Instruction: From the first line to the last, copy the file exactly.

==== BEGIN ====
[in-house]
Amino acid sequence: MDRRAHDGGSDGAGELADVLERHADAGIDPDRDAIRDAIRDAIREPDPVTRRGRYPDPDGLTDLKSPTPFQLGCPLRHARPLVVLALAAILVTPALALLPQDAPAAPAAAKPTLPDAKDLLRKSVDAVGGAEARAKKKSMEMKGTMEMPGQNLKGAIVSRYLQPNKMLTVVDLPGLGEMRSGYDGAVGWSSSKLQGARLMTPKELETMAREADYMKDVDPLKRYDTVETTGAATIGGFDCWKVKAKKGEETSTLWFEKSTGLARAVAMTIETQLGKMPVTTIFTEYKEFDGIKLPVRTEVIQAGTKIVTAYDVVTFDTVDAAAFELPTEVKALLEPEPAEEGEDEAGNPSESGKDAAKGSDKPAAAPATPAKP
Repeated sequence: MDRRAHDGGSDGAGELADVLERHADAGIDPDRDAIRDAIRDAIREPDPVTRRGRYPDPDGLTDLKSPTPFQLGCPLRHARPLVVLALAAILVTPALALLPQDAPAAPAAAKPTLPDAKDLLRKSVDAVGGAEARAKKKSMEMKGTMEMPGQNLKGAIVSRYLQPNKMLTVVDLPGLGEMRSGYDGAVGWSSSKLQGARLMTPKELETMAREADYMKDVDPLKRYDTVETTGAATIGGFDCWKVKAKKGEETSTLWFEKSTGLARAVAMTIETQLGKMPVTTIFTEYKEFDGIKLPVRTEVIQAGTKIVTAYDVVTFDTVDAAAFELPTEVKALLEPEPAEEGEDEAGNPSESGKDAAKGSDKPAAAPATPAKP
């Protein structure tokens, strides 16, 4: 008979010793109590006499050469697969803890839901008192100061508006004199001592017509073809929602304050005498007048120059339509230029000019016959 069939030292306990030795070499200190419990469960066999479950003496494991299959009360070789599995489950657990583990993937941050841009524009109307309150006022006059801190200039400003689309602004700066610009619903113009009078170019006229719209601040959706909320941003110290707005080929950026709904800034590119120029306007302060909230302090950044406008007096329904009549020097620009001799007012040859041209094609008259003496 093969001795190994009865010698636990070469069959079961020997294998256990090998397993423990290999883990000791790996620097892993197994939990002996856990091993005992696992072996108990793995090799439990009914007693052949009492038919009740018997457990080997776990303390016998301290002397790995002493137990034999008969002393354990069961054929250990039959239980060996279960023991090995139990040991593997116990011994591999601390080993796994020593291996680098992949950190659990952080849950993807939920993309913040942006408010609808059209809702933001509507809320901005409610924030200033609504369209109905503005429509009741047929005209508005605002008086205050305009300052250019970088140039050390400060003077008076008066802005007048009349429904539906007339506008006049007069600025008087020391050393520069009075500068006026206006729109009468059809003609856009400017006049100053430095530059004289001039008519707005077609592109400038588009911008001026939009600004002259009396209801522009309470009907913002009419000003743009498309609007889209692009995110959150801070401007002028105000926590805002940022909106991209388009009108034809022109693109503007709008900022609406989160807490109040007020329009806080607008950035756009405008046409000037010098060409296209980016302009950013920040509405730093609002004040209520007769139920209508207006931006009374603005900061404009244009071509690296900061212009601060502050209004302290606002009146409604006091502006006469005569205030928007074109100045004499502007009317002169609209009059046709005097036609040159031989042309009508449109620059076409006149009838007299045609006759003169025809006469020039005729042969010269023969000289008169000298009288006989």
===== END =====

[in-house]
Amino acid sequence: MDRRAHDGGSDGAGELADVLERHADAGIDPDRDAIRDAIRDAIREPDPVTRRGRYPDPDGLTDLKSPTPFQLGCPLRHARPLVVLALAAILVTPALALLPQDAPAAPAAAKPTLPDAKDLLRKSVDAVGGAEARAKKKSMEMKGTMEMPGQNLKGAIVSRYLQPNKMLTVVDLPGLGEMRSGYDGAVGWSSSKLQGARLMTPKELETMAREADYMKDVDPLKRYDTVETTGAATIGGFDCWKVKAKKGEETSTLWFEKSTGLARAVAMTIETQLGKMPVTTIFTEYKEFDGIKLPVRTEVIQAGTKIVTAYDVVTFDTVDAAAFELPTEVKALLEPEPAEEGEDEAGNPSESGKDAAKGSDKPAAAPATPAKP
Repeated sequence: MDRRAHDGGSDGAGELADVLERHADAGIDPDRDAIRDAIRDAIREPDPVTRRGRYPDPDGLTDLKSPTPFQLGCPLRHARPLVVLALAAILVTPALALLPQDAPAAPAAAKPTLPDAKDLLRKSVDAVGGAEARAKKKSMEMKGTMEMPGQNLKGAIVSRYLQPNKMLTVVDLPGLGEMRSGYDGAVGWSSSKLQGARLMTPKELETMAREADYMKDVDPLKRYDTVETTGAATIGGFDCWKVKAKKGEETSTLWFEKSTGLARAVAMTIETQLGKMPVTTIFTEYKEFDGIKLPVRTEVIQAGTKIVTAYDVVTFDTVDAAAFELPTEVKALLEPEPAEEGEDEAGNPSESGKDAAKGSDKPAAAPATPAKP
């Protein structure tokens, strides 16, 4: 008979010793109590006499050469697969803890839901008192100061508006004199001592017509073809929602304050005498007048120059339509230029000019016959 069939030292306990030795070499200190419990469960066999479950003496494991299959009360070789599995489950657990583990993937941050841009524009109307309150006022006059801190200039400003689309602004700066610009619903113009009078170019006229719209601040959706909320941003110290707005080929950026709904800034590119120029306007302060909230302090950044406008007096329904009549020097620009001799007012040859041209094609008259003496 093969001795190994009865010698636990070469069959079961020997294998256990090998397993423990290999883990000791790996620097892993197994939990002996856990091993005992696992072996108990793995090799439990009914007693052949009492038919009740018997457990080997776990303390016998301290002397790995002493137990034999008969002393354990069961054929250990039959239980060996279960023991090995139990040991593997116990011994591999601390080993796994020593291996680098992949950190659990952080849950993807939920993309913040942006408010609808059209809702933001509507809320901005409610924030200033609504369209109905503005429509009741047929005209508005605002008086205050305009300052250019970088140039050390400060003077008076008066802005007048009349429904539906007339506008006049007069600025008087020391050393520069009075500068006026206006729109009468059809003609856009400017006049100053430095530059004289001039008519707005077609592109400038588009911008001026939009600004002259009396209801522009309470009907913002009419000003743009498309609007889209692009995110959150801070401007002028105000926590805002940022909106991209388009009108034809022109693109503007709008900022609406989160807490109040007020329009806080607008950035756009405008046409000037010098060409296209980016302009950013920040509405730093609002004040209520007769139920209508207006931006009374603005900061404009244009071509690296900061212009601060502050209004302290606002009146409604006091502006006469005569205030928007074109100045004499502007009317002169609209009059046709005097036609040159031989042309009508449109620059076409006149009838007299045609006759003169025809006469020039005729042969010269023969000289008169000298009288006989």